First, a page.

I have been quite wary of Big Tech for a long time now. With the overturning of Roe v. Wade, many are even more terrified of their privacy being invaded due to the new laws which are, arguably, quite oppressive.
"Google said Friday it would delete users' location history when they visit an abortion clinic, domestic violence shelter or other similarly sensitive place, responding publicly for the first time to calls for the data giant to limit the amount of information it collects that could be used by law enforcement in investigations and prosecutions." —Gerrit De Vynck
Jen Fitzpatrick, a senior Google executive, shared the details in a blog post.
"If our systems identify that someone has visited one of these places, we will delete the entries from the Location History soon after the visit." —Jen Fitzpatrick
While the blog post does state that Google will push back against what it views as overly broad or illegal government requests, it does not specifically mention how it will respond to abortion requests.
"The blog post also reiterates Google's pushback against what it sees as overly broad or illegal government requests for data, but does not specifically say how the company will respond to abortion-related requests." —Gerrit De Vynck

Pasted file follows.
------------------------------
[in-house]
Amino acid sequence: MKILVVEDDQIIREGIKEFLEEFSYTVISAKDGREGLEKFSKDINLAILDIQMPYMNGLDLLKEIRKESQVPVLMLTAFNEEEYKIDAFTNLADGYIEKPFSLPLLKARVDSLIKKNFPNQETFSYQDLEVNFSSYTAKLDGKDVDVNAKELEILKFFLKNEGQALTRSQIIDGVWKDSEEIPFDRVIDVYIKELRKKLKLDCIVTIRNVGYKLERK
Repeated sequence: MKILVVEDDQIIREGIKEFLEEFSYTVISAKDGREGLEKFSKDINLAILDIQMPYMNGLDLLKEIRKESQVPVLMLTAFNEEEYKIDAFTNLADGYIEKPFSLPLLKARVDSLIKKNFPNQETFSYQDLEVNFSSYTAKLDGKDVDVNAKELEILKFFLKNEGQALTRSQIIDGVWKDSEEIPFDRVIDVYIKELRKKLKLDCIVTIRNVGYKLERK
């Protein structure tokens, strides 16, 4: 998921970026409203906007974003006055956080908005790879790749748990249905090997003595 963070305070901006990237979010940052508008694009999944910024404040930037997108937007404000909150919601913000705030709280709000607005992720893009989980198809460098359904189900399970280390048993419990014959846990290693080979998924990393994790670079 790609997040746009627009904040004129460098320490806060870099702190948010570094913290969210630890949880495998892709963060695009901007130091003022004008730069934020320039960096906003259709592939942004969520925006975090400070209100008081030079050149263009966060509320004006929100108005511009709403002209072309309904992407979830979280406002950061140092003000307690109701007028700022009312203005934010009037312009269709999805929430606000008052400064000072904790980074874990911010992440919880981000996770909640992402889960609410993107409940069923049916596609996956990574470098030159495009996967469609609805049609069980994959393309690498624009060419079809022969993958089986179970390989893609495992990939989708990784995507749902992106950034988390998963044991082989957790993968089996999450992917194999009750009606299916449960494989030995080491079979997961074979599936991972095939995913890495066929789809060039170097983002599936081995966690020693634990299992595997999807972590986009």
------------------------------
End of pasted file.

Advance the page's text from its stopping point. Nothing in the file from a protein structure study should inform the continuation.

It's important to note that Google already allows users to turn off location tracking completely. Other Big Tech companies have been under the microscope of the public eye lately regarding how they are responding to the new laws since Roe v. Wade has been overturned.
Amazon has remained silent on this issue, for example, despite an employee sending a petition to them requesting that they take a firmer stance on abortion rights and stop sending money to antiabortion politicians. This has received 1500 signatures. On Friday, some Amazon employees called in sick to protest the company's silence on the overturning of Roe v. Wade.